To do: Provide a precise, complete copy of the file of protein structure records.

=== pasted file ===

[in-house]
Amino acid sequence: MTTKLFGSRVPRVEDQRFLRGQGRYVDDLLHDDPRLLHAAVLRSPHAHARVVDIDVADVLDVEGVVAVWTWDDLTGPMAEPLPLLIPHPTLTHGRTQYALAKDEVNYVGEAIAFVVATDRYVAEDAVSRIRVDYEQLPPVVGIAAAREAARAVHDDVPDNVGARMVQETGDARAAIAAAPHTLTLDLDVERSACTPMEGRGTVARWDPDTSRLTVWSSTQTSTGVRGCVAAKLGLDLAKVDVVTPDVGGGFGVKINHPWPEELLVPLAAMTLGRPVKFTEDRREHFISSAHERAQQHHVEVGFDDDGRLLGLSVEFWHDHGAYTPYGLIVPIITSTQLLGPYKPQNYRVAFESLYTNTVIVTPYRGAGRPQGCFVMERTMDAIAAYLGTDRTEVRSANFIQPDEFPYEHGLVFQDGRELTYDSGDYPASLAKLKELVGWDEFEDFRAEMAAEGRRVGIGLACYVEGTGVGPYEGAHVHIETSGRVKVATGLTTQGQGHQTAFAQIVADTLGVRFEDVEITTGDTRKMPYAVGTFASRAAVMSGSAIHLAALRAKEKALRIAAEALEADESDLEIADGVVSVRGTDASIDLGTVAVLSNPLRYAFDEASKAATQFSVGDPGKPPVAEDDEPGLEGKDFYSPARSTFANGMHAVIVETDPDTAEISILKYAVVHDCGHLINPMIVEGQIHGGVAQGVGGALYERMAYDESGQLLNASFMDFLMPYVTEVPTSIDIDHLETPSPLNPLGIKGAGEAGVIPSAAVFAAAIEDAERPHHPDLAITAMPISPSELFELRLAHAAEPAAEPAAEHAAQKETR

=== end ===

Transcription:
[in-house]
Amino acid sequence: MTTKLFGSRVPRVEDQRFLRGQGRYVDDLLHDDPRLLHAAVLRSPHAHARVVDIDVADVLDVEGVVAVWTWDDLTGPMAEPLPLLIPHPTLTHGRTQYALAKDEVNYVGEAIAFVVATDRYVAEDAVSRIRVDYEQLPPVVGIAAAREAARAVHDDVPDNVGARMVQETGDARAAIAAAPHTLTLDLDVERSACTPMEGRGTVARWDPDTSRLTVWSSTQTSTGVRGCVAAKLGLDLAKVDVVTPDVGGGFGVKINHPWPEELLVPLAAMTLGRPVKFTEDRREHFISSAHERAQQHHVEVGFDDDGRLLGLSVEFWHDHGAYTPYGLIVPIITSTQLLGPYKPQNYRVAFESLYTNTVIVTPYRGAGRPQGCFVMERTMDAIAAYLGTDRTEVRSANFIQPDEFPYEHGLVFQDGRELTYDSGDYPASLAKLKELVGWDEFEDFRAEMAAEGRRVGIGLACYVEGTGVGPYEGAHVHIETSGRVKVATGLTTQGQGHQTAFAQIVADTLGVRFEDVEITTGDTRKMPYAVGTFASRAAVMSGSAIHLAALRAKEKALRIAAEALEADESDLEIADGVVSVRGTDASIDLGTVAVLSNPLRYAFDEASKAATQFSVGDPGKPPVAEDDEPGLEGKDFYSPARSTFANGMHAVIVETDPDTAEISILKYAVVHDCGHLINPMIVEGQIHGGVAQGVGGALYERMAYDESGQLLNASFMDFLMPYVTEVPTSIDIDHLETPSPLNPLGIKGAGEAGVIPSAAVFAAAIEDAERPHHPDLAITAMPISPSELFELRLAHAAEPAAEPAAEHAAQKETR